Sax Russell and team set up the factories. Vlad and Ursula get cracking on the biomed labs. Ann works twice as hard as everyone, running full time on construction and full time on geological surveys. She eschews work on the factories or farm, living her belief that Mars should not be made hospitable to humans.
Meanwhile Arkady and team are up on Phobos, suffering for a lack of gravity. Nadia suggests building a train around the perimeter of the small moon, providing centrifugal gravity outwards. Of course, it is slightly more practical and much less fun to just build a large rotating room somewhere deep inside the station as a conventional centrifuge. KSR describes a similar set up in “Red Moon.”
Nadia begins to build the permanent habitat, which for some reason is embedded in a deep, labor intensive trench 10 m wide, 50 m long, and 4 m deep. Having dug this enormous hole through rocks, clay, and dust, Nadia backfills it with a 2 m thick Portland cement foundation. If the cement is made on Mars, they must have some local source of carbonate rock. On earth, this is usually limestone from the remains of ancient reefs, but the Underhill location is far from the Mars paleo-ocean and, regardless, Mars is lifeless in KSR’s universe – the aliens are from Earth.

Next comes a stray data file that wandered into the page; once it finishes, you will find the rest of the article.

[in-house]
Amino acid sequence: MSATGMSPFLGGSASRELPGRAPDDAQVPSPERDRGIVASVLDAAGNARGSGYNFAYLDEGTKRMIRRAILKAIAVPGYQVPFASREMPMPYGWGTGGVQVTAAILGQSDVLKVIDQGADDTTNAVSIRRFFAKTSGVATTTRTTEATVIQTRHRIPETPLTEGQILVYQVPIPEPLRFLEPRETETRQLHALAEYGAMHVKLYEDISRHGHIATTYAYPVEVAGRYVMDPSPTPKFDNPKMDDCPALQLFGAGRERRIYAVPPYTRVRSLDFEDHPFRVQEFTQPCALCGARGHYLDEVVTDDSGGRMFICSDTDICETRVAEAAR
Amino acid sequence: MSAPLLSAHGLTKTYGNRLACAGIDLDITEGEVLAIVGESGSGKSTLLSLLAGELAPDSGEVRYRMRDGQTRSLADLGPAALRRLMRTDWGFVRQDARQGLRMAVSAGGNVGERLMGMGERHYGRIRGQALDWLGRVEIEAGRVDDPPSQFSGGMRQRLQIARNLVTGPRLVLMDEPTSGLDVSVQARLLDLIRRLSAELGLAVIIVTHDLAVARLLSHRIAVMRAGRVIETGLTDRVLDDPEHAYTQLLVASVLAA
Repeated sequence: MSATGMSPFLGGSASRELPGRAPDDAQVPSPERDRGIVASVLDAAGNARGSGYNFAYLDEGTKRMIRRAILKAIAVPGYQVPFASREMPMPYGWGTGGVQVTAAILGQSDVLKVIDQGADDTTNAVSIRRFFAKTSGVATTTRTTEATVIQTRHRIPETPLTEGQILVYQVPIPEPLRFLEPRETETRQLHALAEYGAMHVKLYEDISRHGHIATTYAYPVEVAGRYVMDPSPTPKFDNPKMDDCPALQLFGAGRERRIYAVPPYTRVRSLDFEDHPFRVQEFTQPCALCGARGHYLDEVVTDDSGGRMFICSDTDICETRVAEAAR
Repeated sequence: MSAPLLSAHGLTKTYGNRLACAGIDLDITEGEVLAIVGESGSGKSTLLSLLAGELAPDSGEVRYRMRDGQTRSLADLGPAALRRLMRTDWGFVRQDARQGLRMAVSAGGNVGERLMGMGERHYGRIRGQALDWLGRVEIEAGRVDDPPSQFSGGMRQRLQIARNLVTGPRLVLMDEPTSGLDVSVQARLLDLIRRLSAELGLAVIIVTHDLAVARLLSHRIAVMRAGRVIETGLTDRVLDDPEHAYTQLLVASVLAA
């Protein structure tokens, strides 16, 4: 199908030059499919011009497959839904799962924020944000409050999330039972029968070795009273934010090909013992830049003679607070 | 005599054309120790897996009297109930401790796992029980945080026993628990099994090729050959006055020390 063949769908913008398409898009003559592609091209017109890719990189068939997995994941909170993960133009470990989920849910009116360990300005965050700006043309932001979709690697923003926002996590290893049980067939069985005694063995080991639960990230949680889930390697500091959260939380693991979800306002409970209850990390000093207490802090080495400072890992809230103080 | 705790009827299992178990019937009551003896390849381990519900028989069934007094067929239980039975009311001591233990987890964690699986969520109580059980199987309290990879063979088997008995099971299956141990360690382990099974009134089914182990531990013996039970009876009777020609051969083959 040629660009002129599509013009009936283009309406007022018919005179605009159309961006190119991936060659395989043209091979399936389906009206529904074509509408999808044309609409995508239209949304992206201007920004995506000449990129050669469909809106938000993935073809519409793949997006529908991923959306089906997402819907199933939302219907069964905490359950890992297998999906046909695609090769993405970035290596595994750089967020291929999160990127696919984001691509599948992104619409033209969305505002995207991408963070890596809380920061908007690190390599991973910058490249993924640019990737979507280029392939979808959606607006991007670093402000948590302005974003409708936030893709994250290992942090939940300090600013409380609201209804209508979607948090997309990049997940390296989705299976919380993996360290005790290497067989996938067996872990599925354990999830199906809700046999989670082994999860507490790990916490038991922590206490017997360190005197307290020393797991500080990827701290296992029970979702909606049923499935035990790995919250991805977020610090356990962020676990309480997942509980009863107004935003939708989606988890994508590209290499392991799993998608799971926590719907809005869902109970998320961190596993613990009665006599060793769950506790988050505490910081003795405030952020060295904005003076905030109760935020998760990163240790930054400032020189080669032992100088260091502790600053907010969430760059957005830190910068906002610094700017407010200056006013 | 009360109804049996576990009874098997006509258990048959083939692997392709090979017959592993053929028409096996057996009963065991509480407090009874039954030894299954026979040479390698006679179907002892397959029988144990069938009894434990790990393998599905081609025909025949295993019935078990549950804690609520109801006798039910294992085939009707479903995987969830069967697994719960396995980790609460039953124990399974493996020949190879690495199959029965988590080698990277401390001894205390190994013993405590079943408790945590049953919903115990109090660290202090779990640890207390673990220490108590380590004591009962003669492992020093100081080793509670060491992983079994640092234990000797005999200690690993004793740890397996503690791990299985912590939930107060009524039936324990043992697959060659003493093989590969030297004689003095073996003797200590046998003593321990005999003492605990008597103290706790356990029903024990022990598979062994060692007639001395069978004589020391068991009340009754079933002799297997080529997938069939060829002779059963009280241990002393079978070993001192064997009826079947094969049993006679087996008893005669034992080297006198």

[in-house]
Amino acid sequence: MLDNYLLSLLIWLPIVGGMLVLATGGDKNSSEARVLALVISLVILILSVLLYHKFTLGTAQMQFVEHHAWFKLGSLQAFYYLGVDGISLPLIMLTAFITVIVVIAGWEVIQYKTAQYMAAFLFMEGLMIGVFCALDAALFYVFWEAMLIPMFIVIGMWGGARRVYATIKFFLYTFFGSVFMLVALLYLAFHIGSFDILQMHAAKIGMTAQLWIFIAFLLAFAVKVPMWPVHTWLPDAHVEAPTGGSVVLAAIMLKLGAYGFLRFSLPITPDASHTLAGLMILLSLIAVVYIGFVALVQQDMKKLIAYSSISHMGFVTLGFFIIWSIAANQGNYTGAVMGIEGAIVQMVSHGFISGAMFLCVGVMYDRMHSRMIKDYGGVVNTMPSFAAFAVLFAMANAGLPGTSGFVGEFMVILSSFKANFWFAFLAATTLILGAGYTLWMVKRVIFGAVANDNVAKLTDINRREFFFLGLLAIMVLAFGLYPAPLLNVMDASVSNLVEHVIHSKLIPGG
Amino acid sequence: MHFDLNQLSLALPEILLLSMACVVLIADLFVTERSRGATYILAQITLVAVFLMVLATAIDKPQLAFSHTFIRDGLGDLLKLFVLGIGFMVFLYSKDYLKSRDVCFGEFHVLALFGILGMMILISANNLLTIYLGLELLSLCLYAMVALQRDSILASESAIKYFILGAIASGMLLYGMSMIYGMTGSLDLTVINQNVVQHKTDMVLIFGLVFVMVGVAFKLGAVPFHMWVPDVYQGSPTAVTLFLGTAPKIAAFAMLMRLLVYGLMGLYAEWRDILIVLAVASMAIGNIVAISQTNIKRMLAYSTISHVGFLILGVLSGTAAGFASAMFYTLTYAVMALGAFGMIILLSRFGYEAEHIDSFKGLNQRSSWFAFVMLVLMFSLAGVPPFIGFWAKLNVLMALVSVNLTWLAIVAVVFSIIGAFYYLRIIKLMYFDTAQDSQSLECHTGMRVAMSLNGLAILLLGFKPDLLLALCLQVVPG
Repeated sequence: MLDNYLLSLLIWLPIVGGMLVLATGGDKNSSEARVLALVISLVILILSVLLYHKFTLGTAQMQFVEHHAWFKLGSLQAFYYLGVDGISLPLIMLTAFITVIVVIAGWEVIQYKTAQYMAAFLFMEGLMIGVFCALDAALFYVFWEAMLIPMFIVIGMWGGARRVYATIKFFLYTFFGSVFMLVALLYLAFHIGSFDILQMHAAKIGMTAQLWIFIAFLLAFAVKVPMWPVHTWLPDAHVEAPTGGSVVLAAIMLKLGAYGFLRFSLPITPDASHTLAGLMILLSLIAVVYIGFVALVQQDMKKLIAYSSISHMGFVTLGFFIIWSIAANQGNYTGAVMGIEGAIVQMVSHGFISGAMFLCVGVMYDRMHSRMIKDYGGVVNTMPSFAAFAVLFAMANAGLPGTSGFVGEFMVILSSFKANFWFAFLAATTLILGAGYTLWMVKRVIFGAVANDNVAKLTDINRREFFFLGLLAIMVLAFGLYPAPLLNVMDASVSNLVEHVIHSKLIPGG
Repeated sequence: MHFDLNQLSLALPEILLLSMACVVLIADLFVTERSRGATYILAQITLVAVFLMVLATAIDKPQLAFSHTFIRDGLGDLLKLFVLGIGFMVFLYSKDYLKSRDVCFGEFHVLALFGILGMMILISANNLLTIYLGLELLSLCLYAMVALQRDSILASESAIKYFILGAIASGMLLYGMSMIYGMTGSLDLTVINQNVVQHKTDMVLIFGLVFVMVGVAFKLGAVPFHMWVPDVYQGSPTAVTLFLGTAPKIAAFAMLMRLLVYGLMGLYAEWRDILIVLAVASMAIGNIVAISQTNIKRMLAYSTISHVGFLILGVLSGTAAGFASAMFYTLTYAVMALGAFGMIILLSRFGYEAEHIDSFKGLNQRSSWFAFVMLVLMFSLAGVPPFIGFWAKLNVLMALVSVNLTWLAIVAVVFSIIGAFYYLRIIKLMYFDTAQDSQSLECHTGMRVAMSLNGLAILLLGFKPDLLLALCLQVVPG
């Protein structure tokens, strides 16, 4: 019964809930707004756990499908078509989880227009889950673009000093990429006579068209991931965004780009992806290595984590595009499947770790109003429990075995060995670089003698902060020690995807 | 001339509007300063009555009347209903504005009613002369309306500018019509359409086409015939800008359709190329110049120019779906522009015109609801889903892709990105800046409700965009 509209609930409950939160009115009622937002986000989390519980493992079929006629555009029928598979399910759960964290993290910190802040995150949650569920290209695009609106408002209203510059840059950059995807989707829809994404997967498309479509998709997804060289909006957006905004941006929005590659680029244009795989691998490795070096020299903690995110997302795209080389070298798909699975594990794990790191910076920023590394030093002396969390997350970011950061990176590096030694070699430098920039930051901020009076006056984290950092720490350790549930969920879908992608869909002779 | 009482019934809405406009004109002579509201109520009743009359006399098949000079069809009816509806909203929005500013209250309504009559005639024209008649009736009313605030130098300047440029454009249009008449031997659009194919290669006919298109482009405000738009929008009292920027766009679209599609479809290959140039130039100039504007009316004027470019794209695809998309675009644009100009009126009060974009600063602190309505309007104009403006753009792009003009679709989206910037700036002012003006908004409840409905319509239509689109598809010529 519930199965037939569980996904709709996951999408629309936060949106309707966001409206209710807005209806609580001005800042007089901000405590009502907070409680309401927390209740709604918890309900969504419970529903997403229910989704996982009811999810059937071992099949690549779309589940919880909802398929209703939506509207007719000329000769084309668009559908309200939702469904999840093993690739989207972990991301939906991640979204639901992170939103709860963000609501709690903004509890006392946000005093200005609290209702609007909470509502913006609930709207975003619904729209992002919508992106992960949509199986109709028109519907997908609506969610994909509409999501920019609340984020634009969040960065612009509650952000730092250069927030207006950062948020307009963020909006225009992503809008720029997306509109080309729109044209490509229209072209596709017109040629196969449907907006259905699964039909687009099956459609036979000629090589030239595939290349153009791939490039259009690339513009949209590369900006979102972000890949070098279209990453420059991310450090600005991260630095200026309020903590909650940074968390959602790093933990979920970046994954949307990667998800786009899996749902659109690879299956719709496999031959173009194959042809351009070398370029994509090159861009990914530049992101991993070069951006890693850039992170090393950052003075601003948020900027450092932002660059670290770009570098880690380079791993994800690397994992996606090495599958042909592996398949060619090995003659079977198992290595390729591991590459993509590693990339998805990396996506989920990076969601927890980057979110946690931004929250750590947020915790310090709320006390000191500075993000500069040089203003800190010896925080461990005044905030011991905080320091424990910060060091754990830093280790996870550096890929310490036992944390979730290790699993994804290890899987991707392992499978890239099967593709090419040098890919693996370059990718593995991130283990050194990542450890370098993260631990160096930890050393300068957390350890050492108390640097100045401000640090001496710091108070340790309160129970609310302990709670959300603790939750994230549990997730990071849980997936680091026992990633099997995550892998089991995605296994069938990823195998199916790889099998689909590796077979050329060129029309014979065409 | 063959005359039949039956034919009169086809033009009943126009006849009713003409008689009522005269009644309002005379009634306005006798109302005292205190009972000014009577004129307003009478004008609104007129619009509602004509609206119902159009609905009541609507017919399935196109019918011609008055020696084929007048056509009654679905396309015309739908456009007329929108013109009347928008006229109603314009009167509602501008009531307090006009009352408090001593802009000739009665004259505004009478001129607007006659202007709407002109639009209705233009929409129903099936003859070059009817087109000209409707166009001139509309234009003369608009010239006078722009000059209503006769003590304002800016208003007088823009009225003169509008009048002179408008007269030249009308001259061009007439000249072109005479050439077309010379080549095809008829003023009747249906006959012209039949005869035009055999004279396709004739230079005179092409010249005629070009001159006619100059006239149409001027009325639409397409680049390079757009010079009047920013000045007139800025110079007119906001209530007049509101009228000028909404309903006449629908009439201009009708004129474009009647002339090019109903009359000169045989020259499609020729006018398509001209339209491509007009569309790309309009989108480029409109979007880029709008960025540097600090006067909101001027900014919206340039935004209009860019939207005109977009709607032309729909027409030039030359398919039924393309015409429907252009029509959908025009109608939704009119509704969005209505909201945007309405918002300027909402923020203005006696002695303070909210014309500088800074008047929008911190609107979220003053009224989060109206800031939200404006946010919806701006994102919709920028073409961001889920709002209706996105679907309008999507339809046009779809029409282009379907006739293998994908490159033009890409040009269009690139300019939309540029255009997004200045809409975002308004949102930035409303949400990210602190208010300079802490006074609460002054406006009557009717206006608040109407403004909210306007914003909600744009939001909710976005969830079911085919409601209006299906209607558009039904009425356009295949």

The permanent habitat consists of nylon-parachute-reinforced bricks, assembled mostly robotically into barrel vaults, with six chambers per side. Robotic installation suffers the usual “garbage in, garbage out” problems that characterize inadequately robust software systems interacting with the real world, and which human bricklayers can handle with ease – if Nadia had a reliable supply of unlimited labor, which she does not! These vaults are covered with 10 meters of regolith to provide adequate counterpressure, preloading the arch against 450 mBar pressurization. Given that it will be covered with so much rock and sand, it’s unclear why it has to be debossed into the subsurface at all.
The interior is sealed with a plastic liner, the structure is festooned with metal lock doors, kitchens, climate control, electrics, plumbing, and bamboo interior structure, almost all of which must be installed by hand. Fluorescent lights are employed, presumably to offset the excessively wholesome, earthy ambiance, and lack of natural light. Heating elements are embedded in the wall, which hides them but makes servicing impossible. The completed structure is reminiscent of vaulted ruins at Aptera in Crete.
They were like Cro-Magnons in a cave, living a life that was certain to be pored over by the archaeologists of subsequent generations; people like her who would wonder, and wonder, and never quite understand.